S.C. Sees 1st Bank Failure Since 1999

Bank closings, FDIC, federal deposit insurance corporation, banking,
Regulators on Friday shut down a bank in South Carolina, marking 42 bank failures in the U.S. so far this year amid mounting loan defaults, especially in commercial real estate.

The Federal Deposit Insurance Corp. took over Beach First National Bank, based in Myrtle Beach, S.C., with $585.1 million in assets and $516 million in deposits. Bank of North Carolina, based in Thomasville, N.C., agreed to assume the assets and deposits of the failed bank.

In addition, the FDIC and Bank of North Carolina agreed to share losses on $497.9 million of Beach First National Bank's loans and other assets.

It was the first failure of an FDIC-insured bank in South Carolina since 1999. The resolution of Beach First is expected to cost the deposit insurance fund $130.3 million.

The bank, which registered triple-digit percentage increases in profit during the real estate boom, suffered a net loss of $24 million for the first nine months of 2009. Beach First invested heavily in the real estate boom in the coastal area, dotted with oceanfront condominiums and upscale projects, and was hit when the market fell. As its losses mounted, the bank attracted scrutiny from regulators.

Beach First signed a consent order in November with the U.S. Office of the Comptroller of the Currency, agreeing to boost its capital reserves. The comptroller's office, a Treasury Department agency, closed the bank Friday and named the FDIC as receiver.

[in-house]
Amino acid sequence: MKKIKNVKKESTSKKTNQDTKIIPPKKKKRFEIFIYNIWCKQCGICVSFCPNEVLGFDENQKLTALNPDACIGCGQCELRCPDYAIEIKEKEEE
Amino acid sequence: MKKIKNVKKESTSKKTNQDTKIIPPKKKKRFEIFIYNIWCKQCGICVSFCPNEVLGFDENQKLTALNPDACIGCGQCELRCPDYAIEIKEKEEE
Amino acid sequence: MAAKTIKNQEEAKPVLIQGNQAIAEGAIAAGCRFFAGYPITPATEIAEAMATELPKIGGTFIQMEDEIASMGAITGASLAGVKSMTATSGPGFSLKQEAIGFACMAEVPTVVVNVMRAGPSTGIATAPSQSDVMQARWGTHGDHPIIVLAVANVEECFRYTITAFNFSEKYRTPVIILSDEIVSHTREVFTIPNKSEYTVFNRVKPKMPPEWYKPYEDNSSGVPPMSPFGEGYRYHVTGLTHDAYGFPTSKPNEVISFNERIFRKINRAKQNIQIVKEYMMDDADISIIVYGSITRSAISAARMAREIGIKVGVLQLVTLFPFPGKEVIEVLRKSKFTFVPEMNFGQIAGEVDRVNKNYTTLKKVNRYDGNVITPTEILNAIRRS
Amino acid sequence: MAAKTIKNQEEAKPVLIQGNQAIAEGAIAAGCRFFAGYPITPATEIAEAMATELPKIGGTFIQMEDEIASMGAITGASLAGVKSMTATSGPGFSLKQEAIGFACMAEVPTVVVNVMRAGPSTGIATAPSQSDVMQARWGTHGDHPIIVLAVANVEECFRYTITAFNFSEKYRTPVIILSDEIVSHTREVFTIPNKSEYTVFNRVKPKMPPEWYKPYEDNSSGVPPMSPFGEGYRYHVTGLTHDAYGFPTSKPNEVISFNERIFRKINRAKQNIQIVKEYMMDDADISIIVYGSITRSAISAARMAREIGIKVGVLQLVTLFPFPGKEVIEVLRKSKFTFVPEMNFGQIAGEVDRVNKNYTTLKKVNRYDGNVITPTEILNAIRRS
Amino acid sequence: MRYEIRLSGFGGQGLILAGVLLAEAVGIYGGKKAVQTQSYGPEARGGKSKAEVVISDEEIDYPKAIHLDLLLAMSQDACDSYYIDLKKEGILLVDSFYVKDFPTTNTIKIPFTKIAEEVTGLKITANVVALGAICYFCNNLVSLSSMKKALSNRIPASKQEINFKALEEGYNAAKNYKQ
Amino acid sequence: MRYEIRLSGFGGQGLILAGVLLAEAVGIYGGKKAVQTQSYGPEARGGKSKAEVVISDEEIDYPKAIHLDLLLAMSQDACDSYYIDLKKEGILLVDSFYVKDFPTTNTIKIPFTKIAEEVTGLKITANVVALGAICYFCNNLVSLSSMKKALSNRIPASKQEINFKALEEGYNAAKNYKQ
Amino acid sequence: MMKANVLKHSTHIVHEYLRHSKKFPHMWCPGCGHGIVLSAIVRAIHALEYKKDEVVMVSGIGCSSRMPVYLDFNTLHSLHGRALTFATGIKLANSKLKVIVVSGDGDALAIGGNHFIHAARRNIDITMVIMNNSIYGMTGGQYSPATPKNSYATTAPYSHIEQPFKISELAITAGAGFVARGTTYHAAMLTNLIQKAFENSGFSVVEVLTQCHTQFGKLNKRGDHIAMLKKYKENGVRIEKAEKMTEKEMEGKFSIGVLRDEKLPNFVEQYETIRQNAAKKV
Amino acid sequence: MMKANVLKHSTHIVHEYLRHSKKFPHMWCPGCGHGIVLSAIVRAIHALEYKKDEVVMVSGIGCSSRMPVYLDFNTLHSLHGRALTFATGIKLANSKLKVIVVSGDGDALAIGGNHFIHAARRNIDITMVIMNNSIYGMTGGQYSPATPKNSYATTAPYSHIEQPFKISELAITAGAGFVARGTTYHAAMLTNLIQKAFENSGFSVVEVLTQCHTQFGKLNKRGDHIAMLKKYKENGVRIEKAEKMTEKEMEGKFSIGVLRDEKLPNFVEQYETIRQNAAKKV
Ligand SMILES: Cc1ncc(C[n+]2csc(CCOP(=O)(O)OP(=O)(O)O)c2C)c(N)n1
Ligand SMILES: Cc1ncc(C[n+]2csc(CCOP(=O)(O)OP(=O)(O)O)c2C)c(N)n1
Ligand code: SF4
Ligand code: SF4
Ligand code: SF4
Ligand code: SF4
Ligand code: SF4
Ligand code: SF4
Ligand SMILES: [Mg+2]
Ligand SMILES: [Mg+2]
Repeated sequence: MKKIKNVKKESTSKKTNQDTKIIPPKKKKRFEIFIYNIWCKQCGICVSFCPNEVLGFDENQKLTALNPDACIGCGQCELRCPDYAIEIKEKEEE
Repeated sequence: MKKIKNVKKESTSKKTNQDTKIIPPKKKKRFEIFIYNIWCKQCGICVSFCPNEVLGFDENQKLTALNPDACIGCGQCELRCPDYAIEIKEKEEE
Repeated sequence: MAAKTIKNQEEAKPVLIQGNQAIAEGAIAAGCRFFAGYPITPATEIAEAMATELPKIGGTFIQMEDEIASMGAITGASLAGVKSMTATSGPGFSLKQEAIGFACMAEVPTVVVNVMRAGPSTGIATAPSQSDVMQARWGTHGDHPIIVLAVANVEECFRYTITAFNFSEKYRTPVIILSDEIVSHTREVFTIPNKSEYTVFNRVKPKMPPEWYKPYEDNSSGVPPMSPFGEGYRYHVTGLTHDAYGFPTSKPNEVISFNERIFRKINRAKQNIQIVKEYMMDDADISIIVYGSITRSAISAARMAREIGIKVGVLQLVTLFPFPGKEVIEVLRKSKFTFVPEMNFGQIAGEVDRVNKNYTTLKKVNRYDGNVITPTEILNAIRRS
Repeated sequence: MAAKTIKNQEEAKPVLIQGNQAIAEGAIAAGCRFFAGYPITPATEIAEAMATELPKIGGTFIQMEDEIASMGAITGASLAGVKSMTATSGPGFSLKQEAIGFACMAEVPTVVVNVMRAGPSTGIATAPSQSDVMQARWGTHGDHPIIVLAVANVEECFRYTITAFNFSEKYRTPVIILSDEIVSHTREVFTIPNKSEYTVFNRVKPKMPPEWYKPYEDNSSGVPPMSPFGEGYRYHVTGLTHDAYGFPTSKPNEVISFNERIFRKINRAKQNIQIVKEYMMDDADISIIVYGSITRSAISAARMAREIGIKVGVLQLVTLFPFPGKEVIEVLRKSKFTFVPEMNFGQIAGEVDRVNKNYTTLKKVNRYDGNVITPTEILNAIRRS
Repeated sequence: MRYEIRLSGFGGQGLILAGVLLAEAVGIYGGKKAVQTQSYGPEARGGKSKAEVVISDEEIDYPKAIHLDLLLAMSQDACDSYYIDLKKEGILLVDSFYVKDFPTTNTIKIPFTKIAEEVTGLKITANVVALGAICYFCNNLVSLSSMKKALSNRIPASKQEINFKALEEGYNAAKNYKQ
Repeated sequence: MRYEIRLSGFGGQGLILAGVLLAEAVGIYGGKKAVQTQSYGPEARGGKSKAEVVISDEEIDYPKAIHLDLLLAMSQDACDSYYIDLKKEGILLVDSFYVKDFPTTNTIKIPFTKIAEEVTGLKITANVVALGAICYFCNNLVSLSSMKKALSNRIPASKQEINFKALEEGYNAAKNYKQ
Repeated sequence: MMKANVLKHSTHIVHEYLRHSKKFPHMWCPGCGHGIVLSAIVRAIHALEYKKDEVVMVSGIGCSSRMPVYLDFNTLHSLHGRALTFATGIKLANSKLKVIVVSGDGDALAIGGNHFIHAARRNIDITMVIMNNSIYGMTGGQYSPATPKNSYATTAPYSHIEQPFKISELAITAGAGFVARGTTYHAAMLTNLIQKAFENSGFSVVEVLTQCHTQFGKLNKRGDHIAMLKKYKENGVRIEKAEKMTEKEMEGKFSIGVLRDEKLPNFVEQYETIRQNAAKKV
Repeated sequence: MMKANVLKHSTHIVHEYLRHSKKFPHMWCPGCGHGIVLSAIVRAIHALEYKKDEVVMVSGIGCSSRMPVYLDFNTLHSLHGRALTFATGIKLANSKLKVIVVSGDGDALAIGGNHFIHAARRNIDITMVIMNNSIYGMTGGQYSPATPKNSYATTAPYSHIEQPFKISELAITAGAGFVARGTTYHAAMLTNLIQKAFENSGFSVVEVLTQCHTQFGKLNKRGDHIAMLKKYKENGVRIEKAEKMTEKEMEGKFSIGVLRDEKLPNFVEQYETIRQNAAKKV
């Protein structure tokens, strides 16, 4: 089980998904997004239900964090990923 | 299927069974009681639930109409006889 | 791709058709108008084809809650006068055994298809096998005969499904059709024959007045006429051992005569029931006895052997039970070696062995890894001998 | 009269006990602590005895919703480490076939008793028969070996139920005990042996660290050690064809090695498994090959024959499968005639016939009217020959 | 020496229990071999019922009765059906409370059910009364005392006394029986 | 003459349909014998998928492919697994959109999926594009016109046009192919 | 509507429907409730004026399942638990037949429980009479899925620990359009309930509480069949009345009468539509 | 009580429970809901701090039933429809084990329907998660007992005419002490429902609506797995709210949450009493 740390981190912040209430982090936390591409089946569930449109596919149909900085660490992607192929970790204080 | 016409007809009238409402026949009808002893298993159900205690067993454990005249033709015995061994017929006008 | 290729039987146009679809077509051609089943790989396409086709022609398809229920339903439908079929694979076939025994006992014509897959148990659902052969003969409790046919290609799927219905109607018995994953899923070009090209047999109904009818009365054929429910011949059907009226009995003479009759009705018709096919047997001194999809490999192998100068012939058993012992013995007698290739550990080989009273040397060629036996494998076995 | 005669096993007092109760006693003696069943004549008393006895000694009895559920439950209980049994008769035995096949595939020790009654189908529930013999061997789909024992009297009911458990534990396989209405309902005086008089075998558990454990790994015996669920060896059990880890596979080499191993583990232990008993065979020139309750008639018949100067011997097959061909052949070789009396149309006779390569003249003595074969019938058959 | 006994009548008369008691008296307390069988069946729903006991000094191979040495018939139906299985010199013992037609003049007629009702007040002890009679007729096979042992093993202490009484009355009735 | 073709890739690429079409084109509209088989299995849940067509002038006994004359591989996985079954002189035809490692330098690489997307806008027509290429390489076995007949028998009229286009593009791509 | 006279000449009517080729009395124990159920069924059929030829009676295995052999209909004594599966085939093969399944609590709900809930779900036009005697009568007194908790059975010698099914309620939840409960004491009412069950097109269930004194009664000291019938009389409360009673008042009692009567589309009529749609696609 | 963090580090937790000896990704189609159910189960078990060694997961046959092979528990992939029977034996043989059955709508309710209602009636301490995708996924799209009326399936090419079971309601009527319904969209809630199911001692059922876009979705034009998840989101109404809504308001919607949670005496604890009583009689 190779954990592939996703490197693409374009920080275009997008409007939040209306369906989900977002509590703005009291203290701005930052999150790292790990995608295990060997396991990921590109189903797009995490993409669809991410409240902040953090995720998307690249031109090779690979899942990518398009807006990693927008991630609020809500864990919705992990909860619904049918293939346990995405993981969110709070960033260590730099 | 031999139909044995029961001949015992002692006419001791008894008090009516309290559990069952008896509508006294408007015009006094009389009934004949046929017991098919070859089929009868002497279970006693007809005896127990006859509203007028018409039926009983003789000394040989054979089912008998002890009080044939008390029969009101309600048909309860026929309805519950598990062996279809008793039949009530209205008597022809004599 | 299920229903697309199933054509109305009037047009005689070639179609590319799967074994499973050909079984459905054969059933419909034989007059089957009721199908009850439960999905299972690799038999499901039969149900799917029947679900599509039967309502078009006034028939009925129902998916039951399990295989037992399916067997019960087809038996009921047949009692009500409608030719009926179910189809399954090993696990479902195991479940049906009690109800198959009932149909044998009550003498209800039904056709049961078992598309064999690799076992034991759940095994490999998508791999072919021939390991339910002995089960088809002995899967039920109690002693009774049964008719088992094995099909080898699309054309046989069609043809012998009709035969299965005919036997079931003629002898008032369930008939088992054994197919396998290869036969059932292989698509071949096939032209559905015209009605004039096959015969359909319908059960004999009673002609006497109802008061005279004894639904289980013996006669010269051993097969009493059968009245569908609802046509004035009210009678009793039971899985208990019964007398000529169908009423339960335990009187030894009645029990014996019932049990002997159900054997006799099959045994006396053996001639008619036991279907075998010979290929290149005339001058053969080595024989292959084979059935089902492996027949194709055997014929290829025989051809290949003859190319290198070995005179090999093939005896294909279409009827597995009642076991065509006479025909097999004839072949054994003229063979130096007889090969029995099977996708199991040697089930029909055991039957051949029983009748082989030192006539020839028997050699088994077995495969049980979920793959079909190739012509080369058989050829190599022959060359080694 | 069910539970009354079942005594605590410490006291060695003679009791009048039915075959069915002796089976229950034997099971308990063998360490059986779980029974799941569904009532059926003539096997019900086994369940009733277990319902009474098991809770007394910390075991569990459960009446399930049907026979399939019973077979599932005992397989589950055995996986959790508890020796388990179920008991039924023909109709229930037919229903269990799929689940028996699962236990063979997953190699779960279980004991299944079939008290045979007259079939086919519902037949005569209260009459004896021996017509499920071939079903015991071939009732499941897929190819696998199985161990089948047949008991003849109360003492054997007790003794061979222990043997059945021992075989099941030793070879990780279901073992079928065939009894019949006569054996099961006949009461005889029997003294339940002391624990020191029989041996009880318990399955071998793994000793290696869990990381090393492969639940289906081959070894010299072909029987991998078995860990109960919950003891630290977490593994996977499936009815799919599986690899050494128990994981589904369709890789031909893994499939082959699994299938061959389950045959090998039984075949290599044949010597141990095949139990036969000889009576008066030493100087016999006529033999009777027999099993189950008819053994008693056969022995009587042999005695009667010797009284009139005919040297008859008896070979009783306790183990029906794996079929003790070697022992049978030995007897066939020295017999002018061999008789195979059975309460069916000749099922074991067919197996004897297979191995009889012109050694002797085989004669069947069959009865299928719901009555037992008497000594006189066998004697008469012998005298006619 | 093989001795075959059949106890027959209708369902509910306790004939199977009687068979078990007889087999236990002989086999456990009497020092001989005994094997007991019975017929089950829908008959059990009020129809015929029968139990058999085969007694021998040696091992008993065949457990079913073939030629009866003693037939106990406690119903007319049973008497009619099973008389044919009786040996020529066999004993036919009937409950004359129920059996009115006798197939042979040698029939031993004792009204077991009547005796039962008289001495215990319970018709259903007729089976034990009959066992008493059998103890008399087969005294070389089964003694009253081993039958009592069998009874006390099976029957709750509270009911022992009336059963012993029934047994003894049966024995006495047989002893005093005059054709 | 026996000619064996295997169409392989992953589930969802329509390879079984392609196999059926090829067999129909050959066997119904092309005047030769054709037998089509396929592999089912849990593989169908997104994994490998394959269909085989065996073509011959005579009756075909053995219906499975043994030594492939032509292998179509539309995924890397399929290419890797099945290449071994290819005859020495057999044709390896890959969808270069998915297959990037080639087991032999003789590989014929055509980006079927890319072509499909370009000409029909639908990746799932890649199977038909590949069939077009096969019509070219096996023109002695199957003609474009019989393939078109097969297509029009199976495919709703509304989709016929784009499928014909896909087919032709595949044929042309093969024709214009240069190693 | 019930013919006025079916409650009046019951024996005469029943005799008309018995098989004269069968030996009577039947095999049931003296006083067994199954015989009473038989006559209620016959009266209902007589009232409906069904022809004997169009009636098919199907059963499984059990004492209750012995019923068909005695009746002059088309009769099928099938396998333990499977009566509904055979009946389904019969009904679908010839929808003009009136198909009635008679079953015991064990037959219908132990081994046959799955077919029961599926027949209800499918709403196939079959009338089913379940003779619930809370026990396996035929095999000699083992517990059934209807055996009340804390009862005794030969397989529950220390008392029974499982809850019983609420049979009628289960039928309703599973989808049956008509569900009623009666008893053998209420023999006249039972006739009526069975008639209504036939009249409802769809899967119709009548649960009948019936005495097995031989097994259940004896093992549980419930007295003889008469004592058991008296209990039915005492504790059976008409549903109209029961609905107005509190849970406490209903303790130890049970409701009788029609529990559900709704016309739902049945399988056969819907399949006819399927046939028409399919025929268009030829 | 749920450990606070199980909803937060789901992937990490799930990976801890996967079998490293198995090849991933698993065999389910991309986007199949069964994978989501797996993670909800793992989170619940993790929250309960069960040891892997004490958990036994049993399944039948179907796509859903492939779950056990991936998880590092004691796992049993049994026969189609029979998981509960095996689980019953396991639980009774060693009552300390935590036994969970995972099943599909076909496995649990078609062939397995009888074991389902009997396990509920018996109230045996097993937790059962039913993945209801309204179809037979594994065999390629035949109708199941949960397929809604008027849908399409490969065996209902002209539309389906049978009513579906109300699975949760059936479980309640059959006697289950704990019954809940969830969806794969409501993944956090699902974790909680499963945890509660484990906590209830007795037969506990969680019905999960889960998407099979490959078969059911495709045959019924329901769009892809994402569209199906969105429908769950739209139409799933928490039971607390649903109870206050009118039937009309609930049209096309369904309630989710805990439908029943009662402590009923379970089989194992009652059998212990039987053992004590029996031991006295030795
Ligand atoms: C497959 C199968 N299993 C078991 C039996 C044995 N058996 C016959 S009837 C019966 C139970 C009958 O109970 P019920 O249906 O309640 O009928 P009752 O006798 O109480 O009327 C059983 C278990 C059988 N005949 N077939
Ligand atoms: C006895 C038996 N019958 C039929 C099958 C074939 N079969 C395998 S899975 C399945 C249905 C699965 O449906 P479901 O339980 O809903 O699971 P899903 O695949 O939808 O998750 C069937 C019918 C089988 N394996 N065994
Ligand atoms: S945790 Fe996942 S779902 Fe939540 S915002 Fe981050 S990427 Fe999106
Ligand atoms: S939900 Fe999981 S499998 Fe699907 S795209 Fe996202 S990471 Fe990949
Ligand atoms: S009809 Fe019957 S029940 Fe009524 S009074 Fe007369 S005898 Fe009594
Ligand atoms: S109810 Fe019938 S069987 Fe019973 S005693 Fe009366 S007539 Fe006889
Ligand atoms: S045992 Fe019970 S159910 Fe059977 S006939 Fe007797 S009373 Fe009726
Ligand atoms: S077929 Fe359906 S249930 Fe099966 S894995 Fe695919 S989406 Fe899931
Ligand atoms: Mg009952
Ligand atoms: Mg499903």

BNC Bancorp, the parent of Bank of North Carolina, will have about $2.2 billion in assets when the acquisition of Beach First's assets and deposits is completed.

"This transaction positions our company for the next stage of its development," BNC Bancorp's president and CEO, W. Swope Montgomery Jr., said in a statement. "We see additional opportunities to serve customers in attractive markets in the Carolinas and beyond, and plan to carefully deploy investor capital in the future to maximize long-term shareholder value while taking care of our customers in our communities."

There were 140 bank failures in the U.S. last year, the highest annual tally since 1992 at the height of the savings and loan crisis. They cost the insurance fund more than $30 billion. Twenty-five banks failed in 2008 and only three succumbed in 2007.

The number of bank failures likely will peak this year and will be slightly higher than in 2009, FDIC Chairman Sheila Bair said recently.

As losses have mounted on loans made for commercial property and development, the growing bank failures have sapped billions of dollars out of the deposit insurance fund. It fell into the red last year, hitting a $20.9 billion deficit as of Dec. 31.

The number of banks on the FDIC's confidential "problem" list jumped to 702 in the fourth quarter from 552 three months earlier, even as the industry squeezed out a small profit. Still, nearly one in every three banks reported a net loss for the latest quarter.

The FDIC expects the cost of resolving failed banks to grow to about $100 billion over the next four years.

The agency mandated last year that banks prepay about $45 billion in premiums, for 2010 through 2012, to replenish the insurance fund.

Depositors' money - insured up to $250,000 per account - is not at risk, with the FDIC backed by the government. Apart from the fund, the FDIC has about $66 billion in cash and securities available in reserve to cover losses at failed banks.